October 28, 2018

The Benefits of Mercy: 3 Examples

“So when they continued asking him, he lifted up himself, and said unto them, He that is without sin among you, let him first cast a stone at her.”—John 8:7 (KJV)

Everyone is human. That means each person is flawed; no exceptions. We make mistakes. Loved ones hurt and annoy each other. This may be planned, or it may happen by accident.

Every inhabitant of Earth needs to give and receive mercy (compassion). The image below shows ways the average person may fall short of perfection:

Ruth and Boaz

Ruth is a Moabite. She follows her dead husband’s mother, Naomi, back to her homeland, modern Israel. They settle in Bethlehem. The two ladies are poor. Ruth is a foreigner. Some individuals wouldn’t have shown them kindness.

Luckily, the ladies find Boaz’s property. He is a relative of Naomi’s late husband. After the landowner’s men pick their share of barley, the young lady gathers what they leave behind.

Boaz shows great compassion. He instructs his servants to leave more grain for Ruth to find. He makes Ruth a part of his household and eventually marries her. She becomes the great-grandmother of King David. That means she’s in the bloodline of Jesus Christ.

Reasons for Mercy According to William Shakespeare

He is the most prominent playwright and poet of the English language. His writings are full of wisdom. Here are the main points of two of his most famous passages on the subject:
  • Blessing to the giver and the receiver
  • Quality of God himself
  • Must be given in order to be received
  • Necessary for everyone; we all fall short

Merchant of Venice Act 4, scene 1 (No fear Shakespeare version from Sparknotes.com)

Portia is talking to Shylock. He is a Jewish businessman who wants justice for a misdeed done to him.

NOTE: The original Shakespeare will be in the left column. The modern translation is in the right one.

The quality of mercy is not strained.
It droppeth as the gentle rain from heaven
Upon the place beneath. It is twice blessed:
It blesseth him that gives and him that takes.
'Tis mightiest in the mightiest. It becomes
The thron├Ęd monarch better than his crown.
His scepter shows the force of temporal power,
The attribute to awe and majesty
Wherein doth sit the dread and fear of kings,
But mercy is above this sceptered sway.
It is enthron├Ęd in the hearts of kings.
It is an attribute to God himself.
And earthly power doth then show likest God’s
When mercy seasons justice. Therefore, Jew,
Though justice be thy plea, consider this—
That in the course of justice none of us
Should see salvation. We do pray for mercy,
And that same prayer doth teach us all to render
The deeds of mercy. I have spoke thus much
To mitigate the justice of thy plea,
Which if thou follow, this strict court of Venice
Must needs give sentence 'gainst the merchant there.
No one shows mercy because he has to. It just happens, the way gentle rain drops on the ground. Mercy is a double blessing. It blesses the one who gives it and the one who receives it. It’s strongest in the strongest people. It looks better in a king than his own crown looks on him. The king’s scepter represents his earthly power, the symbol of majesty, the focus of royal authority. But mercy is higher than the scepter. It’s enthroned in the hearts of kings, a quality of God himself. Kingly power seems most like God’s power when the king mixes mercy with justice. So although justice is your plea, Jew, consider this.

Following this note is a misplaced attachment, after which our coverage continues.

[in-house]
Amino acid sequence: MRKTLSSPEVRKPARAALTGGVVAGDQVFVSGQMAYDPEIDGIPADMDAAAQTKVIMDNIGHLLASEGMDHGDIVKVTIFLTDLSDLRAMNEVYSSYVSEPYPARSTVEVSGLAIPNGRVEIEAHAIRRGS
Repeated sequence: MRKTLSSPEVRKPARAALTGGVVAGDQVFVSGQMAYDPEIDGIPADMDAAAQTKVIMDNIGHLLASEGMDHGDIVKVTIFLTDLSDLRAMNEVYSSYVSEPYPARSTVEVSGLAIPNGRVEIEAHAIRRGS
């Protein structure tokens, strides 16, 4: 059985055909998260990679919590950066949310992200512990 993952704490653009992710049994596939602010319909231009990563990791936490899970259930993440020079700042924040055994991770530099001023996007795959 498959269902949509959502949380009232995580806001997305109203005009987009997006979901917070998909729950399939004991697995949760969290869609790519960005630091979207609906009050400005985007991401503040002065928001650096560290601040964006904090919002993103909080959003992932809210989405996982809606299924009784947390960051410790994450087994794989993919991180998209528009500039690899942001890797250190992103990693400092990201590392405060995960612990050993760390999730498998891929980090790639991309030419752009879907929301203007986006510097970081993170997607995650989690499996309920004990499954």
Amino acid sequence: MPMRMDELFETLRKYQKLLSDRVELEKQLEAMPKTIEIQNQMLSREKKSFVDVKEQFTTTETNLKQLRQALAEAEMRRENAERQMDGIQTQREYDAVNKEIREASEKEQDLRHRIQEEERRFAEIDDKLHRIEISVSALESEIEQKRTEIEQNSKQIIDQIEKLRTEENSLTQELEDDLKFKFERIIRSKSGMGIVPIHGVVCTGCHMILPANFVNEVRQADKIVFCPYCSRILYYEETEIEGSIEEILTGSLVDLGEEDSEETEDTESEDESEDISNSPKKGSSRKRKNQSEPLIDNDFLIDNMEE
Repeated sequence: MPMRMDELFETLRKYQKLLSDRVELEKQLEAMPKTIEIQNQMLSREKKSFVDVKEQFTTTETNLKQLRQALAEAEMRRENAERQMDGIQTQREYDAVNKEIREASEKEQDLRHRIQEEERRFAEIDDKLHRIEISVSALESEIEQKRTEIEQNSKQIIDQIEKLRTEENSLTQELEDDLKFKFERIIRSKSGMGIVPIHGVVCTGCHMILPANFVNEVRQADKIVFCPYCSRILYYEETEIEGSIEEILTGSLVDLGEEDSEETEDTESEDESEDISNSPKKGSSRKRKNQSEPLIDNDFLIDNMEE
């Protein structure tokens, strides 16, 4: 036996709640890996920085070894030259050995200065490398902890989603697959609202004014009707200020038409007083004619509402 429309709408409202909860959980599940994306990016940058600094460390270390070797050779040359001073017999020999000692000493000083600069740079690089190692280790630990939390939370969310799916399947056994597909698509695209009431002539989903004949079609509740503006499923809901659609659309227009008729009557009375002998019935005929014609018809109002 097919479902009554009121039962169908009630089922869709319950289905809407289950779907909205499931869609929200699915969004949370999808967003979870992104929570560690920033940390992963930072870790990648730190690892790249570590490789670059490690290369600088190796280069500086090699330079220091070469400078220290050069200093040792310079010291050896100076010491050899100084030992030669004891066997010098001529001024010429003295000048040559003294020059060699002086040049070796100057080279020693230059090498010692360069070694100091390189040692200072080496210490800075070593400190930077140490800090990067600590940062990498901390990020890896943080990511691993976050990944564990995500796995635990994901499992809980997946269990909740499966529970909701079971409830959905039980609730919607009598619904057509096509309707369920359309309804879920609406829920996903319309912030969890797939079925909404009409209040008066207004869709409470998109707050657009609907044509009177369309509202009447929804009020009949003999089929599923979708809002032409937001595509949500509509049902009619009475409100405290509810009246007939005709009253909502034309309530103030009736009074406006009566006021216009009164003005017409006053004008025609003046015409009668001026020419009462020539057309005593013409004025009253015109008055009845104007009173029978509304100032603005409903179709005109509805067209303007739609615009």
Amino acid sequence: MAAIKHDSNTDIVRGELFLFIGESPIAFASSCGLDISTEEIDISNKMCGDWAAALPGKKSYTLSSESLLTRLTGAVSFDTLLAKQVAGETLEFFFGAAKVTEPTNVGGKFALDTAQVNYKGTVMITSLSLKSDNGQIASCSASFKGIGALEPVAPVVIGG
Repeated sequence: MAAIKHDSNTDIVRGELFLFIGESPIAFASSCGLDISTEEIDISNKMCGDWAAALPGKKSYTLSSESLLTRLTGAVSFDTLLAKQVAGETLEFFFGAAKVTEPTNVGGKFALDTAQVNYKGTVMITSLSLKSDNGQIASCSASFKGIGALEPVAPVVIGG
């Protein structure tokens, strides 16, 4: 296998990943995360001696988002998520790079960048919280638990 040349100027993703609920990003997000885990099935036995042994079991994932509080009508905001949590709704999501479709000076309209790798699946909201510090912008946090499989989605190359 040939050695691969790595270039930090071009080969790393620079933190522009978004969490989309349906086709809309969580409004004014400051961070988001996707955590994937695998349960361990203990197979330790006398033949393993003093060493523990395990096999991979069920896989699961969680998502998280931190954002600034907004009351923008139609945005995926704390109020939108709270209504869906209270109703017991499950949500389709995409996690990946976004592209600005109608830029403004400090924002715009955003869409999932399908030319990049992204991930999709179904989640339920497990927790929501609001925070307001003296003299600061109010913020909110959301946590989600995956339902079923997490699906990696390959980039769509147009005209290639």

Justice won’t save our souls. We pray for mercy, and this same prayer teaches us to show mercy to others as well. I’ve told you this to make you give up this case. If you pursue it, this strict court of Venice will need to carry out the sentence against the merchant there

HAMLET Act 2, Scene 2 (No Fear Shakespeare Version from Sparknotes.com)
(Prince) Hamlet is addressing Polonius. The old man is the courtier who is supposed to show the visiting acting troupe hospitality. Polonius says he’ll treat the players as they deserve. This is Hamlet’s response:

God’s bodykins, man, much better. Use every man after his desert, and who should ’scape whipping? Use them after your own honor and dignity. The less they deserve, the more merit is in your bounty. Take them in.

Good heavens, man, give them more than that! If you pay everyone what they deserve, would anyone ever escape a whipping? Treat them with honor and dignity.
The less they deserve, the more your generosity is worth. Lead them inside

My Conclusion

“Always be kinder than necessary. What goes around comes around. No one has ever made themselves strong by showing how small someone else is.”--@InspowerBooks (Motivational Quotes)
“The merciful man doeth good to his own soul: but he that is cruel troubleth his own flesh.”-- Proverbs 11:17 (KJV)

A friend recently told me, “We fall into the pits we dig for others.” I’ve seen that play out in my life many times. When we hurt others, we damage ourselves. When we help others, we serve ourselves. That’s one of the most simple, yet profound, reasons for mercy.

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